Johnson also kept customers’ in the dark concerning another issuer, Snap Interactive, Inc., with respect to personal holdings in the issuer that were owned by him and his spouse. Johnson was found to have committed willful violations of Securities Act of 1934 Section 10(b), Rule 10b-5, as well as violated FINRA Rules 2010 and 2020 for failing to disclose the aforementioned material conflicts of interest.
The Order also reported that Johnson had disclosed information which was material and nonpublic with respect to issuer, ChromaDex Corp. The issuer reportedly never provided permission to Johnson for him to disseminate this information, nor did the issuer receive any agreement from the customers’ in receipt of such information indicating that they would refrain from engaging in trading of ChromaDex Corp. stock and keep confidential the issuer’s aforementioned material and nonpublic information. FINRA found that Johnson violated Rule 2010 in this regard.
Finally, the Order stated that Johnson attempted to conceal state registration requirement violations after he reportedly submitted to his firm over one hundred memoranda as well as five account applications seemingly misidentifying the broker of record. The Order indicated that the firm violated FINRA Rules 2010 and 4511, as well as Securities and Exchange Commission Rules 17a-3(a)(6) and 17a-3(a)(17)(i)(A) as a result of such conduct.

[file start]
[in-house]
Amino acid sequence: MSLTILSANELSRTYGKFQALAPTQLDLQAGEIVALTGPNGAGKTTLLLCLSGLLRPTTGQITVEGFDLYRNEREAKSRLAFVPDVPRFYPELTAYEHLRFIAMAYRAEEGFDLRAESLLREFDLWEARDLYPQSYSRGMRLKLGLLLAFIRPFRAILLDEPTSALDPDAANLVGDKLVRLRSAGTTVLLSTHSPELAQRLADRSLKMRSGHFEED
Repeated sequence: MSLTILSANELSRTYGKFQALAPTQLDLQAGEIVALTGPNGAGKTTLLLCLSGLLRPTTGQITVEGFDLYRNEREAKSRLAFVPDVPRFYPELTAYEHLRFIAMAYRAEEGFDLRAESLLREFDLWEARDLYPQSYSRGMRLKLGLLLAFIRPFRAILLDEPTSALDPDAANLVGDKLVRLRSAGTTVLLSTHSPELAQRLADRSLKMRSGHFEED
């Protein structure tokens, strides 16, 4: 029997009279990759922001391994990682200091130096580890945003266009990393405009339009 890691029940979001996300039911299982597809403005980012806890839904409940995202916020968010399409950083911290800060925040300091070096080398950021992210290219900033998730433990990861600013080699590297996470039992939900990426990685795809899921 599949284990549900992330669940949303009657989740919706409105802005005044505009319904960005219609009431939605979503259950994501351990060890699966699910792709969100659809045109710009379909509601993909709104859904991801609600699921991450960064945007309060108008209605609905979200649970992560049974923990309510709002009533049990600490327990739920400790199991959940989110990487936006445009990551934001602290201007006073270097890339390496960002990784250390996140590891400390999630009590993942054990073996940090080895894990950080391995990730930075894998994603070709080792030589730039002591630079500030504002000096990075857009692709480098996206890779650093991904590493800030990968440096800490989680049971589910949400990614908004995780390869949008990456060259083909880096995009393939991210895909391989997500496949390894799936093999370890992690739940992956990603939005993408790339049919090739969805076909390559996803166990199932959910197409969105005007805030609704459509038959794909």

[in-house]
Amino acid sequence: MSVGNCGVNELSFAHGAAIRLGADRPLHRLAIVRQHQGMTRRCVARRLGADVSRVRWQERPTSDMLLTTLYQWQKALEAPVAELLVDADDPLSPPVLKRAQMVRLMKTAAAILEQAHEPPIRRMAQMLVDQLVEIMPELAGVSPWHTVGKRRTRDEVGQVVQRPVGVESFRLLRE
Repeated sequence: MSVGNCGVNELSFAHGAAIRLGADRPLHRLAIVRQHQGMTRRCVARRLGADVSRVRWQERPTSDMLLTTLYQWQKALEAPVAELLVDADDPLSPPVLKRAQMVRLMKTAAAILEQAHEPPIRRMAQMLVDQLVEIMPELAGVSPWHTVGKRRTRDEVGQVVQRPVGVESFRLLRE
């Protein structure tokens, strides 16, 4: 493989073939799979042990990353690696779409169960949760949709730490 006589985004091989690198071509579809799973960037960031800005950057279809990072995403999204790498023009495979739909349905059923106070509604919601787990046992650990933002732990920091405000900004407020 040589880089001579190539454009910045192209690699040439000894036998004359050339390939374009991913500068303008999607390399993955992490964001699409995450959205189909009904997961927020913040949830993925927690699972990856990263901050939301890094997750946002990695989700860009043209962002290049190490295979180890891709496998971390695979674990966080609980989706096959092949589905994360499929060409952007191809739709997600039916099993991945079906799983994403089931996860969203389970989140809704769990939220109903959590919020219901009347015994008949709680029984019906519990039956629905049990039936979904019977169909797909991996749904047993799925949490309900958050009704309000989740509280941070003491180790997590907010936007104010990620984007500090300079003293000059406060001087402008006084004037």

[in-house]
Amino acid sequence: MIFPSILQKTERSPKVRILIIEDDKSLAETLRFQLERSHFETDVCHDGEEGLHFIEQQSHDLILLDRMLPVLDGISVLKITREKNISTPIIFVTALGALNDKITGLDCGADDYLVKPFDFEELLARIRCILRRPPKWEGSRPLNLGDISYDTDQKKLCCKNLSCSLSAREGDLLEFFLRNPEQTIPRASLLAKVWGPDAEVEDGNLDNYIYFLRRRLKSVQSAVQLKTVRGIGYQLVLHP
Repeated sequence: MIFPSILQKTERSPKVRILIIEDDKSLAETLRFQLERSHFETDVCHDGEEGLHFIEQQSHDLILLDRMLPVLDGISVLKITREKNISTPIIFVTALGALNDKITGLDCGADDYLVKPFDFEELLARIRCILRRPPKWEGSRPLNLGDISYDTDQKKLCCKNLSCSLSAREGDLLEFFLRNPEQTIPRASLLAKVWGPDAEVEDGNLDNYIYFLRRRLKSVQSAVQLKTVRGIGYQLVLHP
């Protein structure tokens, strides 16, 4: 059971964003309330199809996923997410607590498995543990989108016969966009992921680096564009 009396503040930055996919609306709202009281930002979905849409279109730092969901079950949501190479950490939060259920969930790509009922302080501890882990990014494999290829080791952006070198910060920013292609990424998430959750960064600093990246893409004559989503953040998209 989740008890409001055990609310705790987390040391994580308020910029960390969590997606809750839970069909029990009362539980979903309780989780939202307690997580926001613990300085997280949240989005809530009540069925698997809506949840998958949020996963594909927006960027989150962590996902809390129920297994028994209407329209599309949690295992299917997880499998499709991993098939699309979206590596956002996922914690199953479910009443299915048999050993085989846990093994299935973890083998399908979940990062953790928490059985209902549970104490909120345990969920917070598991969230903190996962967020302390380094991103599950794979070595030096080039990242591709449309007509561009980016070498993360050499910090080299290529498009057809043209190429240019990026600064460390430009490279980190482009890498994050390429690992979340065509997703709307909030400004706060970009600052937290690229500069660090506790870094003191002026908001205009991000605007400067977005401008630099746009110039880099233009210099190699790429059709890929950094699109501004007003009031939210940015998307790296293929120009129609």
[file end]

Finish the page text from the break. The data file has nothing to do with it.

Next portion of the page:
Public disclosure records reveal that Johnson has been subject to at least ten disclosure incidents. On June 12, 1997, Johnson settled a customer dispute for $80,000.00 after the customer alleged omissions of fact and a suitability violation. On February 5, 1998, Johnson settled a customer dispute for $100,000.00 after the customer alleged the account related breach of contract as well as misrepresentation. On September 10, 1998, Johnson settled a customer dispute for $15,000.00 after the customer alleged fraud, negligent representation, and breach of fiduciary duty.